Softlayer / Blocking Cuba IP's ?

Pavel Odintsov pavel.odintsov at gmail.com
Sun Feb 21 11:45:38 UTC 2016


Hello!

I have other question.

Why somebody exists in this list?

Nobody should be in this block list actually. If you ban some country
because this country is bad (so really? One countries are worse than
other, really? Who care in this evaluations? Some yet another "smart"
government?)

If you ask for block somebody you are becoming  the worst person on
the Whole Earth. This songs really like Internet Nazism.

Just imagine world where you should drop all packets from martians
because your government thinks they are stupid. Songs like Orwell
1984. Not so perfect way.

>From my point if view nobody should block North Korea, Cuba or
definitely Crimea because Internet is not is the politic game field.
It's way to communicate. Both bad and good people could use it and
nobody should care about "who can".



On Sun, Feb 21, 2016 at 2:16 PM, Max Tulyev <maxtul at netassist.ua> wrote:
> Why Crimea still not in the list?
>
> On 20.02.16 02:57, frnkblk at iname.com wrote:
>> Official statement here: https://knowledgelayer.softlayer.com/faq/softlayer-network-wide-ip-blocking
>>
>> Frank
>>
>> -----Original Message-----
>> From: NANOG [mailto:nanog-bounces+frnkblk=iname.com at nanog.org] On Behalf Of Faisal Imtiaz
>> Sent: Friday, February 19, 2016 5:21 PM
>> To: Carlos A. Carnero Delgado <carloscarnero at gmail.com>
>> Cc: nanog list <nanog at nanog.org>
>> Subject: Re: Softlayer / Blocking Cuba IP's ?
>>
>> Ola Carlos,
>>
>> I am very familiar with Govt. instituted restrictions, and yes, people always find ways to get around it. I cannot speak for the Cuban Gov. nor for the US Gov. as to what they decide to do and when.
>>
>> What was/is irksome about Softlayer's decision is the following:-
>>
>> 1) Unilateral implementation of a restricted policy without any notification.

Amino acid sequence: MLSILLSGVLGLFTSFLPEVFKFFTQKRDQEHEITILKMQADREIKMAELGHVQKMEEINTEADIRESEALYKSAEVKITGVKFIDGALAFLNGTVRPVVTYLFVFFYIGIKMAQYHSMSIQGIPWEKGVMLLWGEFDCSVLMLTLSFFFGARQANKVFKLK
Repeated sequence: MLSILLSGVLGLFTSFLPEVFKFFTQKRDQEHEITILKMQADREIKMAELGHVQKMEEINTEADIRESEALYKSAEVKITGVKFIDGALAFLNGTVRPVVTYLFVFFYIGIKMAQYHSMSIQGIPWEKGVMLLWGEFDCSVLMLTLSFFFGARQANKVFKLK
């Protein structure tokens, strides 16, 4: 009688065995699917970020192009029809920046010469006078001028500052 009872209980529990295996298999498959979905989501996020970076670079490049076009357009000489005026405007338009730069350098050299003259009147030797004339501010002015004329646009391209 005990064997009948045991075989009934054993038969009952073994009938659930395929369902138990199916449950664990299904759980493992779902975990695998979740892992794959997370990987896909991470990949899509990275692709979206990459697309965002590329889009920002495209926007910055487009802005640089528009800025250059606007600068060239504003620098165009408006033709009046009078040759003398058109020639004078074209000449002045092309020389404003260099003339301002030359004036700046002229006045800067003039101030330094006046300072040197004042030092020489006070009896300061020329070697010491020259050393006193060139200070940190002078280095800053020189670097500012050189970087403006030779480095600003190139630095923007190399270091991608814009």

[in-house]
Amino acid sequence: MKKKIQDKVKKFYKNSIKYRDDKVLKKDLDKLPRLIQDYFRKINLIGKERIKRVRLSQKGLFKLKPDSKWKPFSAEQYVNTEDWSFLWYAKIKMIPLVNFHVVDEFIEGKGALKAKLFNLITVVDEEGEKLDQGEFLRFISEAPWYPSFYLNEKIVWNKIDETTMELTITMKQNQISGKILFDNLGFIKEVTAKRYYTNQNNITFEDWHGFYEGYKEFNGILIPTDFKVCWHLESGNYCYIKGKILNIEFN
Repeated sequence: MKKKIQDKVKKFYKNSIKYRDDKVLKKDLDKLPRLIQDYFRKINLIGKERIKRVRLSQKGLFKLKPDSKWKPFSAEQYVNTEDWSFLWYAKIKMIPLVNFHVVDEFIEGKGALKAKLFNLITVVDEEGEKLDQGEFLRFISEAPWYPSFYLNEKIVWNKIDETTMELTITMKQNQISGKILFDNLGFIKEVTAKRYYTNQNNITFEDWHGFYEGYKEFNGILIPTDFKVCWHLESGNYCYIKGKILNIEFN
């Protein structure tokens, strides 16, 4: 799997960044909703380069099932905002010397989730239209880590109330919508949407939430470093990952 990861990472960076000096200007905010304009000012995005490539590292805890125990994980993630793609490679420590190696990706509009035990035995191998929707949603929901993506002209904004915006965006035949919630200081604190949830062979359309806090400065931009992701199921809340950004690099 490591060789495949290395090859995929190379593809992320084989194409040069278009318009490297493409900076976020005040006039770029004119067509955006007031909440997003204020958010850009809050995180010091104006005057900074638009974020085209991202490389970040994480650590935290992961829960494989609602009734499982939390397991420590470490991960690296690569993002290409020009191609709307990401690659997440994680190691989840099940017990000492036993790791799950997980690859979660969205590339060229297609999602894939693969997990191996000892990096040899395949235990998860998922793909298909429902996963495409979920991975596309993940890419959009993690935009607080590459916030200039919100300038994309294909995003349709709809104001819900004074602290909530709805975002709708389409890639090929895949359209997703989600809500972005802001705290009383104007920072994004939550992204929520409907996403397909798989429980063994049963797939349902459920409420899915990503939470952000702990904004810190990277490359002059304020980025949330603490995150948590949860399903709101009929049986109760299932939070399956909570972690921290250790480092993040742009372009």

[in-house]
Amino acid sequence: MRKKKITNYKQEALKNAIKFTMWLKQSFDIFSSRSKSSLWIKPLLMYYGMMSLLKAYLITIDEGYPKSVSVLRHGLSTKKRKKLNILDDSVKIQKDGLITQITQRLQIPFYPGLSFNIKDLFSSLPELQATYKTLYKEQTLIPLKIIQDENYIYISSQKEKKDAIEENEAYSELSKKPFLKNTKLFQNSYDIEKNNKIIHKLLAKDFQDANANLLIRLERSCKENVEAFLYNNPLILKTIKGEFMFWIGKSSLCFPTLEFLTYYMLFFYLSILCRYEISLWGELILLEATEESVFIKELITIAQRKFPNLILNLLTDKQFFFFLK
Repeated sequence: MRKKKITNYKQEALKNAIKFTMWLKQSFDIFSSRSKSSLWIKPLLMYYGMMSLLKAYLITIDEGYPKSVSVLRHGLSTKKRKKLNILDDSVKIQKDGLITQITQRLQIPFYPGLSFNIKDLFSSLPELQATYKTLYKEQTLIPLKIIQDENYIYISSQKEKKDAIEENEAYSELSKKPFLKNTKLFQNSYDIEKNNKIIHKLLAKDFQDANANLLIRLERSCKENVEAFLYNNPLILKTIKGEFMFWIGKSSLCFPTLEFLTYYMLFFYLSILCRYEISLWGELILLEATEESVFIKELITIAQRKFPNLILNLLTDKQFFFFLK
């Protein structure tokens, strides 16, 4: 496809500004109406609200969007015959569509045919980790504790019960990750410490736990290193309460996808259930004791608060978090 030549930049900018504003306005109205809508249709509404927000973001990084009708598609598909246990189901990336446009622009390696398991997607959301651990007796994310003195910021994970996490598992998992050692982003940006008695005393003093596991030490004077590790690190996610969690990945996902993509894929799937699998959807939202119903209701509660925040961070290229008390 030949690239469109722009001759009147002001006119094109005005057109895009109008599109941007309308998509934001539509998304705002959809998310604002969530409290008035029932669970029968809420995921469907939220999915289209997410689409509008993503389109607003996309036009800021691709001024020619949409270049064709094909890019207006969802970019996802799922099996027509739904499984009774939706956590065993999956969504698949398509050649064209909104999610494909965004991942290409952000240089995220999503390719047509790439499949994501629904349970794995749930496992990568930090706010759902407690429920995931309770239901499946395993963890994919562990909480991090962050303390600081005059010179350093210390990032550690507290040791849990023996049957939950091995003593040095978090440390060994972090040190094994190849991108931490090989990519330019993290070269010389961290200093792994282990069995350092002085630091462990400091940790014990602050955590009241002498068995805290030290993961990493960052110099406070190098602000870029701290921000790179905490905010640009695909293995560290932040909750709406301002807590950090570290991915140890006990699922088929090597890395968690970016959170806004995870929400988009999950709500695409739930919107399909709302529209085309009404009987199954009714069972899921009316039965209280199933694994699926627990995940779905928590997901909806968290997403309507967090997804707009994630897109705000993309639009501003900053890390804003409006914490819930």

>>
>> 2) The broad stroke implementation of a Gov Policy that does not apply to the communication service they applied the policy to.
>>
>> i.e. As much as we all dislike Dictatorial Behavior, and we fully recognize Softlayer is a Private Entity, who can exercise it's right to act Dictatorially, Such behavior in the overall community (Internet) is frowned upon and (as it should) have a long term negative affect to business.
>>
>> Saludos.
>>
>> Faisal Imtiaz
>> Snappy Internet & Telecom
>> 7266 SW 48 Street
>> Miami, FL 33155
>> Tel: 305 663 5518 x 232
>>
>> Help-desk: (305)663-5518 Option 2 or Email: Support at Snappytelecom.net
>>
>>> From: "Carlos A. Carnero Delgado" <carloscarnero at gmail.com>
>>> To: "Faisal Imtiaz" <faisal at snappytelecom.net>
>>> Cc: "nanog list" <nanog at nanog.org>
>>> Sent: Friday, February 19, 2016 6:08:42 PM
>>> Subject: Re: Softlayer / Blocking Cuba IP's ?
>>
>>> Hi,
>>
>>> (disclaimer: I'm Cuban national, living in Cuba, and a long time lurker in this
>>> great list)
>>
>>> 2016-02-19 15:27 GMT-05:00 Faisal Imtiaz < faisal at snappytelecom.net > :
>>
>>>> Considering the fact that such a block was just put in place about a week ago ?
>>>> Last time I checked, blocking any part of the world is not part of any legal
>>>> requirements on any Global Service Provider ? other than a 'company policy' ?
>>
>>> Being denied access to services, as a Cuban national, is something that we've
>>> all experienced here and we (sadly) have come to accept it as a fact of life.
>>> Sometimes we resort to proxies/VPNs in order to conceal our origin -- and by a
>>> similar token, sometimes, our destination ;).
>>
>>> However, there are a couple of things that have made me wondering how arbitrary
>>> decisions can be. I think sometimes it just boils down to specific provider
>>> policies that try to (maybe rightfully) cover their bottoms in the light of the
>>> law. For instance, I can't hide the fact that I have access to Gmail; but at
>>> the same time there are many Google properties and services than I can't. There
>>> are many companies, global companies, that I can't access, and others are open
>>> to us which are, paradoxically, completely based on the US and under US law
>>> (won't name them publicly to avoid potential damage).
>>
>>> Any way, I'm going back to lurk mode. However, feel free to ask anything, on- of
>>> offlist. And I thank you all for this wonderful resource.
>>> Carlos.
>>
>>
>>
>



-- 
Sincerely yours, Pavel Odintsov


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